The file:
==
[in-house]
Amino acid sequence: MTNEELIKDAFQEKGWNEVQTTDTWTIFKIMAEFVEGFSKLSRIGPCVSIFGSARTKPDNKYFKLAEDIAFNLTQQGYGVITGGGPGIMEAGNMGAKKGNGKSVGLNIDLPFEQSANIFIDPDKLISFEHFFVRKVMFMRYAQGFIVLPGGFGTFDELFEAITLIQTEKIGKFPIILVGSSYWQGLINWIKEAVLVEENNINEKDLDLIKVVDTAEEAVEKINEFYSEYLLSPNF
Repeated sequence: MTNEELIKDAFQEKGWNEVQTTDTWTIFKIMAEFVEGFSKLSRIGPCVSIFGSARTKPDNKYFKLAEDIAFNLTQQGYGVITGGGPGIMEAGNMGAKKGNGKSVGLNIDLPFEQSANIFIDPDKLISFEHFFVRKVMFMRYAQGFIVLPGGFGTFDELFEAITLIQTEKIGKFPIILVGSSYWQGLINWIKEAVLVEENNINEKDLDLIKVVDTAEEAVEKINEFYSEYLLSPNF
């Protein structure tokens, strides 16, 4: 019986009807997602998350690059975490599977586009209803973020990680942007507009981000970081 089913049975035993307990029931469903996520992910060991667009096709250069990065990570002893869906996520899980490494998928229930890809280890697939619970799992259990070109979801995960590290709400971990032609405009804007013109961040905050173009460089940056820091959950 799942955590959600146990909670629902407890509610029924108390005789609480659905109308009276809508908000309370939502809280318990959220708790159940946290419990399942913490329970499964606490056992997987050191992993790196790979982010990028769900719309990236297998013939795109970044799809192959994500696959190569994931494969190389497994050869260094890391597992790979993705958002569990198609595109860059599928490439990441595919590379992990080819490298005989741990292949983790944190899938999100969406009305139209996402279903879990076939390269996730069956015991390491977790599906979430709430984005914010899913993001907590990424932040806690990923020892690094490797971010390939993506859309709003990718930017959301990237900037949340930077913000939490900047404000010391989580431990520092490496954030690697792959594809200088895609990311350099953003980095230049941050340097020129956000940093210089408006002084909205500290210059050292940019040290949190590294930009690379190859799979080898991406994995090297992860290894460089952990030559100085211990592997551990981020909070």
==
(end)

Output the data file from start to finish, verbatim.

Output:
[in-house]
Amino acid sequence: MTNEELIKDAFQEKGWNEVQTTDTWTIFKIMAEFVEGFSKLSRIGPCVSIFGSARTKPDNKYFKLAEDIAFNLTQQGYGVITGGGPGIMEAGNMGAKKGNGKSVGLNIDLPFEQSANIFIDPDKLISFEHFFVRKVMFMRYAQGFIVLPGGFGTFDELFEAITLIQTEKIGKFPIILVGSSYWQGLINWIKEAVLVEENNINEKDLDLIKVVDTAEEAVEKINEFYSEYLLSPNF
Repeated sequence: MTNEELIKDAFQEKGWNEVQTTDTWTIFKIMAEFVEGFSKLSRIGPCVSIFGSARTKPDNKYFKLAEDIAFNLTQQGYGVITGGGPGIMEAGNMGAKKGNGKSVGLNIDLPFEQSANIFIDPDKLISFEHFFVRKVMFMRYAQGFIVLPGGFGTFDELFEAITLIQTEKIGKFPIILVGSSYWQGLINWIKEAVLVEENNINEKDLDLIKVVDTAEEAVEKINEFYSEYLLSPNF
């Protein structure tokens, strides 16, 4: 019986009807997602998350690059975490599977586009209803973020990680942007507009981000970081 089913049975035993307990029931469903996520992910060991667009096709250069990065990570002893869906996520899980490494998928229930890809280890697939619970799992259990070109979801995960590290709400971990032609405009804007013109961040905050173009460089940056820091959950 799942955590959600146990909670629902407890509610029924108390005789609480659905109308009276809508908000309370939502809280318990959220708790159940946290419990399942913490329970499964606490056992997987050191992993790196790979982010990028769900719309990236297998013939795109970044799809192959994500696959190569994931494969190389497994050869260094890391597992790979993705958002569990198609595109860059599928490439990441595919590379992990080819490298005989741990292949983790944190899938999100969406009305139209996402279903879990076939390269996730069956015991390491977790599906979430709430984005914010899913993001907590990424932040806690990923020892690094490797971010390939993506859309709003990718930017959301990237900037949340930077913000939490900047404000010391989580431990520092490496954030690697792959594809200088895609990311350099953003980095230049941050340097020129956000940093210089408006002084909205500290210059050292940019040290949190590294930009690379190859799979080898991406994995090297992860290894460089952990030559100085211990592997551990981020909070």